Dress to im­press

Craig El­liott of Char­lot­te­town re­ceived a suit through the Moores Cana­dian Suit Drive, a pro­gram that pro­vides gen­tly worn suits and pro­fes­sional cloth­ing to those in need

The Guardian (Charlottetown) - - FEATURES/COMMUNITY -

Craig El­liott of Char­lot­te­town feels the stigma bar­ri­ers of men­tal ill­ness break down when he puts on his fancy suit.

When wear­ing his suit that he re­ceived for free through the Moores Cana­dian Suit Drive, he feels con­fi­dent and in re­turn peo­ple look at him dif­fer­ently.

“I feel like a nor­mal per­son and over time the bar­ri­ers break down, not only with other peo­ple but your­self,” said El­liott, “I think a lot of peo­ple are mis­judged when they don’t wear a suit and they end up marginal­ized from so­ci­ety.”

El­liot has been a mem­ber of the Fitzroy Cen­tre Club­house in Char­lot­te­town for al­most 11 years, which is the P.E.I. di­vi­sion for the Cana­dian Men­tal Health As­so­ci­a­tion.

The Fitzroy Cen­tre is the P.E.I. re­cip­i­ent of the Moores Cana­dian Suit Drive and has been a part of the pro­gram for the past three years. To re­ceive this pro­fes­sional cloth­ing, one has to be a mem­ber of the cen­tre.

This suit drive runs be­tween June 22 and July 31 and pro­vides gen­tly worn suits and pro­fes­sional cloth­ing for men and women. All the suits are do­nated by the gen­eral public to Moores, which then gives them to the club­house.

Jill MacFar­lane, who is a men­tal health worker with the Fitzroy Cen­tre Club­house, said af­ter their mem­bers have gone through the items, they let the other club­houses in Summerside and Al­ber­ton along with other non-profit or­ga­ni­za­tions go through the do­nated pro­fes­sional cloth­ing.

“We give pri­or­ity at first to our mem­bers, but what is left over we want to kind of spread the wealth, so to speak.” said MacFar­lane.

So far this year about five mem­bers have se­lected cloth­ing from the drive and they ex­pect to see more come through near the end of the month, said MacFar­lane.

In the past two years, ap­prox­i­mately 100 mem­bers have picked out items from the drive.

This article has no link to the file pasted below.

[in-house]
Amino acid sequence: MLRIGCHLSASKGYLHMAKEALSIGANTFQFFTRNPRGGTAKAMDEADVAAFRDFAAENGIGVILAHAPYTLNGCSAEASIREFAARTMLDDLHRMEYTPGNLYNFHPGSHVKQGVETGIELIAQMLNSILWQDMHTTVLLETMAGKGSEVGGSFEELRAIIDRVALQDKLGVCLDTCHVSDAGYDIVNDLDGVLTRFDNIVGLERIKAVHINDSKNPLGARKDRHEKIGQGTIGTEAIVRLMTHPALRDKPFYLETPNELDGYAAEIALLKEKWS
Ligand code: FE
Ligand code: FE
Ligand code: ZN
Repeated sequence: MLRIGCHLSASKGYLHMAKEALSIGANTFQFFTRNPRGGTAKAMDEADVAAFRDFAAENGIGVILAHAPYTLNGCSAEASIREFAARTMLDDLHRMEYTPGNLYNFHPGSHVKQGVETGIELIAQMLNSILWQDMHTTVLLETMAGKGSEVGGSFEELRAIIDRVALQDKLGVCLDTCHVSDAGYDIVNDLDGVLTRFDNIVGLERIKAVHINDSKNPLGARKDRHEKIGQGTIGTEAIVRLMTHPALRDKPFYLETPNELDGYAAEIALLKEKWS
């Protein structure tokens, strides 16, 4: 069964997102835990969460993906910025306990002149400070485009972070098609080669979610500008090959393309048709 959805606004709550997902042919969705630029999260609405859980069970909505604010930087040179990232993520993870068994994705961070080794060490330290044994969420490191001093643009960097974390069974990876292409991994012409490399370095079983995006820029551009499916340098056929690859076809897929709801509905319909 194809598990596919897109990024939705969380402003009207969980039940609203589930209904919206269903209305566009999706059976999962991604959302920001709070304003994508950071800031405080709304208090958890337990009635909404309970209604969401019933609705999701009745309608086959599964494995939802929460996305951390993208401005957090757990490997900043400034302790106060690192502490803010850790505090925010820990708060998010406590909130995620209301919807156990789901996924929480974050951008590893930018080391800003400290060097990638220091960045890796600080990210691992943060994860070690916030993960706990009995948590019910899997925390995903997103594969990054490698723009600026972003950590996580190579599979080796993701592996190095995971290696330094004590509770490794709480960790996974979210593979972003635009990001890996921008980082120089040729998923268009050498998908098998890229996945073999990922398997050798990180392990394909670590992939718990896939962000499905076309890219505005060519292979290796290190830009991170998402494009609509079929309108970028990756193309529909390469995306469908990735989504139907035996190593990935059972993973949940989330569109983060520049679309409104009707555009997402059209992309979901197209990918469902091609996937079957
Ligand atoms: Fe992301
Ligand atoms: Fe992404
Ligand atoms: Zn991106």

MacFar­lane said some­times peo­ple will stay away from things they nor­mally would at­tend but don’t be­cause they are be­ing held back by their wardrobe.

“A nice suit can set you back quite a lot of money,” said MacFar­lane. “When you have on a nice dress-shirt, dress pants...it kind of changes your at­ti­tude to­wards your­self.”

El­liot no­tices he doesn’t fid­get or put his foot in his mouth when he has his suit on, he said.

“Own­ing a suit and dress­ing well is only a part of the big pic­ture, but it is a part when it comes to per­son with a men­tal ill­ness hav­ing a re­cov­ery.”

Though El­liot re­ceived this suit a cou­ple of years ago through the pro­gram, he has re­ceived other dress clothes through the drive.

El­liot said a suit like the one he has would cost up­wards of $200 and since own­ing this suit, he feels he be­comes the per­son he dresses up as.

“You be­come how you dress,” said El­liott.

“And then later on, if you are con­fi­dent enough to work, that is even bet­ter be­cause then you can find a nice job and af­ford to buy your own suits.”

HEATHER TAWEEL/THE GUARDIAN

Craig El­liott of Char­lot­te­town wears a suit he re­ceived through the Moores Cana­dian Suit Drive a cou­ple of years ago. When El­liott puts the suit on, he feels con­fi­dent in him­self.

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